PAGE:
Verizon’s wireless chief explains how the carrier will grow in an unlimited data marketplace

ronan dunne verizon
Ronan Dunne is executive vice president and group president of Verizon Wireless. (Verizon)

The head of Verizon’s wireless business said that the carrier still has room to grow revenues even as the company sells unlimited wireless data pricing options. Specifically, he said it can do so by selling additional lines of service to wearables and other devices, as well as by setting the stage for the sale of additional services, like residential broadband offerings, from Verizon.

But, interestingly, Verizon’s Ronan Dunne said that Verizon’s move to unlimited wireless service also helps smooth out usage on its wireless network.

“One important thing to understand is that the nature of the growth in traffic in unlimited is different from what we’ve seen previously,” he said this morning at an investor event. “So, we've broadened out the time of when the network is busy, and we've broadened out the geos in which the network is busy. So, from a yield point of view, this is giving us an even better yield on the network and the network investment because we're selling even more of the spare capacity that we had in the network.”

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As for growing Verizon’s revenues in a market where customers no longer pay by the GB for service, Dunne said the operator expects to continue connecting new devices to its network.

"We're still acquiring new customers and new accounts, so customer growth is important,” he said. “But what we're seeing is that, the participation in those accounts is growing. People are either adding more lines or more wearables, more connected devices. And I think there is plenty of opportunity there. The average household is significantly increasing the number of connected devices.”

Dunne added that Verizon remains on track to return to wireless service revenue growth by the middle of this year.

Further, Dunne hinted that growth in wireless will also come from other avenues: “That same investment is supporting a substantial component of the investment case for addressing the residential broadband market."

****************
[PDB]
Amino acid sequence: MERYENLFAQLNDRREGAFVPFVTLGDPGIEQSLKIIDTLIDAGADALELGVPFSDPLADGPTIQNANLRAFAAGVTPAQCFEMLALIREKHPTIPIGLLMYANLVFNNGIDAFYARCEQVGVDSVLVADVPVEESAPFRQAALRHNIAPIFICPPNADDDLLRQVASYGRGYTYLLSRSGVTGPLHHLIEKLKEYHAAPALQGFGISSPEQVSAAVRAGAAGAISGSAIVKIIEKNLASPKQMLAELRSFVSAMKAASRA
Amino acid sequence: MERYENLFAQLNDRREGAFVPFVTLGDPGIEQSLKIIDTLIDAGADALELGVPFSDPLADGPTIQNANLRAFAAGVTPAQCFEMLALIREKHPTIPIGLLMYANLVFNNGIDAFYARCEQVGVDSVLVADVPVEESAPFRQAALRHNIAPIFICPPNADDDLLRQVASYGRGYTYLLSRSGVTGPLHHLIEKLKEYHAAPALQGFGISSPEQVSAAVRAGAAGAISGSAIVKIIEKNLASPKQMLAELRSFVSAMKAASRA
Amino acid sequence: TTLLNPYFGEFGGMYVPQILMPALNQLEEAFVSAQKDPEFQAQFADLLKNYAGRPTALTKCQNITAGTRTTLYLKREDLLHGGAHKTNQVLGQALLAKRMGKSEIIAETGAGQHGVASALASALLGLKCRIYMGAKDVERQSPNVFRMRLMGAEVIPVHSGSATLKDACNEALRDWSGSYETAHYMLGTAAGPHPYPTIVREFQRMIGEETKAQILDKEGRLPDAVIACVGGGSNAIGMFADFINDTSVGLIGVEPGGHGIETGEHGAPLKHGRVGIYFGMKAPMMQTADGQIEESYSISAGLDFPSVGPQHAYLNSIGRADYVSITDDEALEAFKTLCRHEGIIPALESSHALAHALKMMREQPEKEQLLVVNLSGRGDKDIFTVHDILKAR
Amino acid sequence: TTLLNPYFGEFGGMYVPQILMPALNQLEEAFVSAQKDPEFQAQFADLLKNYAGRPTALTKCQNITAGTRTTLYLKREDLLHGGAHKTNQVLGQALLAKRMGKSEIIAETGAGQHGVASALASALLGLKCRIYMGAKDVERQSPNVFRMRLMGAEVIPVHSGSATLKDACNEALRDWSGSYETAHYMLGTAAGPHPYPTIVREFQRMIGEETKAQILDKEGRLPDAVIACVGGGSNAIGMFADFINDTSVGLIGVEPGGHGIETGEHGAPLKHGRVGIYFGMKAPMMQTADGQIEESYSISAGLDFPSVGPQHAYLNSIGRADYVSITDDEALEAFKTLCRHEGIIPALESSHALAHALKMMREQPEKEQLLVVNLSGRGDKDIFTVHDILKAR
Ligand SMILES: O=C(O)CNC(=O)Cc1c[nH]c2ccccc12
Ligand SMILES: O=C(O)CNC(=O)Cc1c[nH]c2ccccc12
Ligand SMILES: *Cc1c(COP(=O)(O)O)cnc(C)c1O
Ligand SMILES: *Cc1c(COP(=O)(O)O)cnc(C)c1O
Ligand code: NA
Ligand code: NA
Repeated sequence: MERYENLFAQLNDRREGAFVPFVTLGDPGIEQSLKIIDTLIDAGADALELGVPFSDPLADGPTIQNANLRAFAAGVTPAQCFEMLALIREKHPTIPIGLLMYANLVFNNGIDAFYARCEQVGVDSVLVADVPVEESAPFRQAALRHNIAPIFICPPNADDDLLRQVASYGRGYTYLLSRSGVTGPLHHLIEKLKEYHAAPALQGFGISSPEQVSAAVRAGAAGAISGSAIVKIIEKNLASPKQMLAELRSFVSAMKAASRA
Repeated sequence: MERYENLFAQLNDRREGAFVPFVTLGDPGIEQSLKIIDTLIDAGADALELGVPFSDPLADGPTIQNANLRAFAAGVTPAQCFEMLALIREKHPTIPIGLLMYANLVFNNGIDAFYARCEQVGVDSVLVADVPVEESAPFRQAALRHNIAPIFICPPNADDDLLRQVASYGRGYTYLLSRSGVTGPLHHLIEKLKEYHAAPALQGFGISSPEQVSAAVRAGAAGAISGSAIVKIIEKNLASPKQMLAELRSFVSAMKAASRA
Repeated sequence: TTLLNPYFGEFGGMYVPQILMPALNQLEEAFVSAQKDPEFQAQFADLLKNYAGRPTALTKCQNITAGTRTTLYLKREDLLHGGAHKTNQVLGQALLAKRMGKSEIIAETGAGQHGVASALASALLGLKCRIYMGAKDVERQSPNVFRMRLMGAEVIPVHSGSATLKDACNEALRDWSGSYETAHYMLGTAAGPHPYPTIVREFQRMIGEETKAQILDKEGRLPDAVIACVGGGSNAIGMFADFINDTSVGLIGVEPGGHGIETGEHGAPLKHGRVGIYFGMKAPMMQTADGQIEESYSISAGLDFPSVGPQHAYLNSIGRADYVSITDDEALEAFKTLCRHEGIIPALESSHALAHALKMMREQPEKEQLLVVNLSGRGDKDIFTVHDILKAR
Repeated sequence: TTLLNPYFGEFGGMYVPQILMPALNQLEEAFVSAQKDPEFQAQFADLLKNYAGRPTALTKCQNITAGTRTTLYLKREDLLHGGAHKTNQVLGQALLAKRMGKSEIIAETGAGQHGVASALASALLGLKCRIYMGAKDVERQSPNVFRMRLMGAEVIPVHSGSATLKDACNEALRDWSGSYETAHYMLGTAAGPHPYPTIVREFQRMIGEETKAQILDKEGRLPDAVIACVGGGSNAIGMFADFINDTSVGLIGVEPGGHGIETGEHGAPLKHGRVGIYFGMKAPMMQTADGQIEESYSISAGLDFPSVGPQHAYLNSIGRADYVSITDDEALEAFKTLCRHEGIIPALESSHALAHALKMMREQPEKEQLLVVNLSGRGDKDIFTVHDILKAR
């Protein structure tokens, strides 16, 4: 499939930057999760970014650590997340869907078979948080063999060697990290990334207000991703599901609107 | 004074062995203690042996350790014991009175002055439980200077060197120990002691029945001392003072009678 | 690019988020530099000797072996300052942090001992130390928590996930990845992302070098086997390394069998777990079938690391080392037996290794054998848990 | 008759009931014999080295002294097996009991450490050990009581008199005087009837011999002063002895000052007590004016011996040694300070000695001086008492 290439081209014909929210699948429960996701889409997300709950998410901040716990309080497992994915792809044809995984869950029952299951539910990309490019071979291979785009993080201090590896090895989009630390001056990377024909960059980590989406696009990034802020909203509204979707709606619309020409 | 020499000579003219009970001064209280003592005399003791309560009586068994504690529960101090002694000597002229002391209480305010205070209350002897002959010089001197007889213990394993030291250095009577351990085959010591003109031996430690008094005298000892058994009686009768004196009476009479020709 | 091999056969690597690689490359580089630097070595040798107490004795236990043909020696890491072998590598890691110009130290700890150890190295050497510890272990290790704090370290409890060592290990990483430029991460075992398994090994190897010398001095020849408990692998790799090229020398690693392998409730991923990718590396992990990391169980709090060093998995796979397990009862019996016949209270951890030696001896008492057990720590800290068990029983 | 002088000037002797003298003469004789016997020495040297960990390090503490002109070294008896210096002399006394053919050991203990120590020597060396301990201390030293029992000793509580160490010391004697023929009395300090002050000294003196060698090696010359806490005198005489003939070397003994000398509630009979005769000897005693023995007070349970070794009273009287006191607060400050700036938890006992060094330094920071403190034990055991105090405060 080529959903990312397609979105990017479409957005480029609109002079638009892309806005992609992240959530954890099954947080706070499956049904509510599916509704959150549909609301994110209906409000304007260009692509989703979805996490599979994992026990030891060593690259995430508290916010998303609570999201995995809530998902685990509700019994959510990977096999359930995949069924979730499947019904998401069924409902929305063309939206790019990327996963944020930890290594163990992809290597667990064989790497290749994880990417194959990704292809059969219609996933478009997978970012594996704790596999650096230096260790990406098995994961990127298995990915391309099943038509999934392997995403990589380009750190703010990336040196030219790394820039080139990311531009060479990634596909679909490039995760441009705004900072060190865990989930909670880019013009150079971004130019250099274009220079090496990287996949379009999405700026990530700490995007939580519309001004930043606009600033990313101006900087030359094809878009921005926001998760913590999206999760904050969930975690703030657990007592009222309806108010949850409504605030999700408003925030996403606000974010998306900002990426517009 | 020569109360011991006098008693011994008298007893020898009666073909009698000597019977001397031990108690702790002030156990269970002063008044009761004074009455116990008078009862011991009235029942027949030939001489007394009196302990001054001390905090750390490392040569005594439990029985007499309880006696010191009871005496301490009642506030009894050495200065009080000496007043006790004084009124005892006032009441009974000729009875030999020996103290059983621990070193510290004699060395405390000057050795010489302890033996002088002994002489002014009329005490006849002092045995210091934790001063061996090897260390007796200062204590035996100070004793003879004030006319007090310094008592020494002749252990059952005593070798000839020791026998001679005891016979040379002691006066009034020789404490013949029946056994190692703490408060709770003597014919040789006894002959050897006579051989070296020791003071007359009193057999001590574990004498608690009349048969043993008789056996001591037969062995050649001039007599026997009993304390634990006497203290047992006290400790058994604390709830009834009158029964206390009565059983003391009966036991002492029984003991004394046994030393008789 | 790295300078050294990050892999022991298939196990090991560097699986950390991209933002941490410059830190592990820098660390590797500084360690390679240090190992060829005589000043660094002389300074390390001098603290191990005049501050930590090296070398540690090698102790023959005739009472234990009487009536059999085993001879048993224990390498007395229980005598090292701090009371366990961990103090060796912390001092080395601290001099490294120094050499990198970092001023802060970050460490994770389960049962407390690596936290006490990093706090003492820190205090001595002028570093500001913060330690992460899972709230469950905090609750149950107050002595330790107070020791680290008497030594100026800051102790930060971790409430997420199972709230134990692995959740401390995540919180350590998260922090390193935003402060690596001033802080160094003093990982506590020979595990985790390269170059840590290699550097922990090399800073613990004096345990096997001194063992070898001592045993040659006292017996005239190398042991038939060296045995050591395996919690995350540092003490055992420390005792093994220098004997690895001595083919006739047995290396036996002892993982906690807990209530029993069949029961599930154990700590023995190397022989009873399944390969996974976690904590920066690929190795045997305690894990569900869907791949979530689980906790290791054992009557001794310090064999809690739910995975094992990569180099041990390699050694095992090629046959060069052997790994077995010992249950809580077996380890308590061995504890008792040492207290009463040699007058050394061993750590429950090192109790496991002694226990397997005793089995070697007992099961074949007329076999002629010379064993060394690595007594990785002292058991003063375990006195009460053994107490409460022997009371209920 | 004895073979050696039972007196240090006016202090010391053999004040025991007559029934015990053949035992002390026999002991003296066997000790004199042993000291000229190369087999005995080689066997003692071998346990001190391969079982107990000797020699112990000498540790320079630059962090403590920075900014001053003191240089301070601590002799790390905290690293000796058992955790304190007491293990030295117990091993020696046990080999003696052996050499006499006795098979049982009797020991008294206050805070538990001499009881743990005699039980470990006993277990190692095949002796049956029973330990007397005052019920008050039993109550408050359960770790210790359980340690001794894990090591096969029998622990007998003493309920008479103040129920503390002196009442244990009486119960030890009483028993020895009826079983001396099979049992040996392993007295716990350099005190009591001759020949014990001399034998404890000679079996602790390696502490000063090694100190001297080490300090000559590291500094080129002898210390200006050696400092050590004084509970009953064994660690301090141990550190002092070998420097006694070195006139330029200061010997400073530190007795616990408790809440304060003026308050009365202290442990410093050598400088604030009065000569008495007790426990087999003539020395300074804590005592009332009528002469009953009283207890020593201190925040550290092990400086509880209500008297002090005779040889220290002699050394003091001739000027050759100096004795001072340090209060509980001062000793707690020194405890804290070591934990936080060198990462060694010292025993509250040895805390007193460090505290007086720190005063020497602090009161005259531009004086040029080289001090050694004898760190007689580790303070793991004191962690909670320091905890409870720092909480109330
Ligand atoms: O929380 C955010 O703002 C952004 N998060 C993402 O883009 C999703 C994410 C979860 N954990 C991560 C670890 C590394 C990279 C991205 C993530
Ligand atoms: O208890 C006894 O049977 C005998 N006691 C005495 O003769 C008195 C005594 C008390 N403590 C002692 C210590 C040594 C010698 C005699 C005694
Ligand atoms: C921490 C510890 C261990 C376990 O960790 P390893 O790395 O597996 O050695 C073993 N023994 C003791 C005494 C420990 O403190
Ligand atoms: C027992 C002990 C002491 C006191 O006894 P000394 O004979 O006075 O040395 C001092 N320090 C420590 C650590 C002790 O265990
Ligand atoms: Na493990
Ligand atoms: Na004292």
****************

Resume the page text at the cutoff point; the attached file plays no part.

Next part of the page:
Verizon has promised to launch fixed wireless 5G services, selling internet service to homes, apartments and other buildings, in 3-5 cities this year. Dunne said the carrier is working to carefully select cities where its fixed wireless service—which the operator has promised will provide consistent 1 Gbps speeds to customers—will have the greatest competitive impact.

Moreover, Dunne said that Verizon’s fixed 5G efforts are just a part of its bigger 5G play.

"This is an integrated network and market strategy. It’s not like I have a network for 5G fixed wireless deployments, I have a network for mobility 5G deployments, and I have a marketing strategy,” he said. “It's one single, integrated strategy. So that’s the approach that we're taking. So, we're already assessing the markets that we'll go to where we're leading with 5G mobility and then we're looking at the optimization of the 5G fixed wireless opportunity. Because the core investment case is a 5G mobility case, to be crystal clear. Therefore, we would be deploying 5G mobility even if there wasn't a single city in the U.S. that gave us 5G fixed wireless.”

And Dunne echoed comments from executives at other wireless operators, saying that 5G phones likely wouldn’t become available until next year.

As for other 5G sales opportunities, Dunne pointed to smart city solutions, which he said could be addressed through 5G technology. For example, he said cameras and surveillance services could be widely deployed throughout a city and connected through a 5G network.